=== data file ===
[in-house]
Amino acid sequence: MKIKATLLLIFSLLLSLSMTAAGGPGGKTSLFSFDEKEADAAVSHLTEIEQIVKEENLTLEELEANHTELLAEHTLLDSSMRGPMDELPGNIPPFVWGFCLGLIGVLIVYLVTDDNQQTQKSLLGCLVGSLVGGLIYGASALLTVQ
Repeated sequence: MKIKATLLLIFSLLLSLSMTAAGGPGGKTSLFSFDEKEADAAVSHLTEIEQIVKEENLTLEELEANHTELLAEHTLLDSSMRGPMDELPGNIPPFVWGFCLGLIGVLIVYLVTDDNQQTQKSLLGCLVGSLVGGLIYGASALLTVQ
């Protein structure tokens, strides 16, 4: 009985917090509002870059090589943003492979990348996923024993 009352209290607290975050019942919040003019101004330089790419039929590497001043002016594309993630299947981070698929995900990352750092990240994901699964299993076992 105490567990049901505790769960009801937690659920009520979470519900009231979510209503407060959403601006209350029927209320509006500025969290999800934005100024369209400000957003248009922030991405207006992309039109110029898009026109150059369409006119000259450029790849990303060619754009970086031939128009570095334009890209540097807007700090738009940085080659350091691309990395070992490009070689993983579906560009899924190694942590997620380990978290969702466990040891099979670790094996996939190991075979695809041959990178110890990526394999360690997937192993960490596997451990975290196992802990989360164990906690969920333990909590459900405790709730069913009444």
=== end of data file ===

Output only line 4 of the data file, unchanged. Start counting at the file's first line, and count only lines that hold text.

């Protein structure tokens, strides 16, 4: 009985917090509002870059090589943003492979990348996923024993 009352209290607290975050019942919040003019101004330089790419039929590497001043002016594309993630299947981070698929995900990352750092990240994901699964299993076992 105490567990049901505790769960009801937690659920009520979470519900009231979510209503407060959403601006209350029927209320509006500025969290999800934005100024369209400000957003248009922030991405207006992309039109110029898009026109150059369409006119000259450029790849990303060619754009970086031939128009570095334009890209540097807007700090738009940085080659350091691309990395070992490009070689993983579906560009899924190694942590997620380990978290969702466990040891099979670790094996996939190991075979695809041959990178110890990526394999360690997937192993960490596997451990975290196992802990989360164990906690969920333990909590459900405790709730069913009444």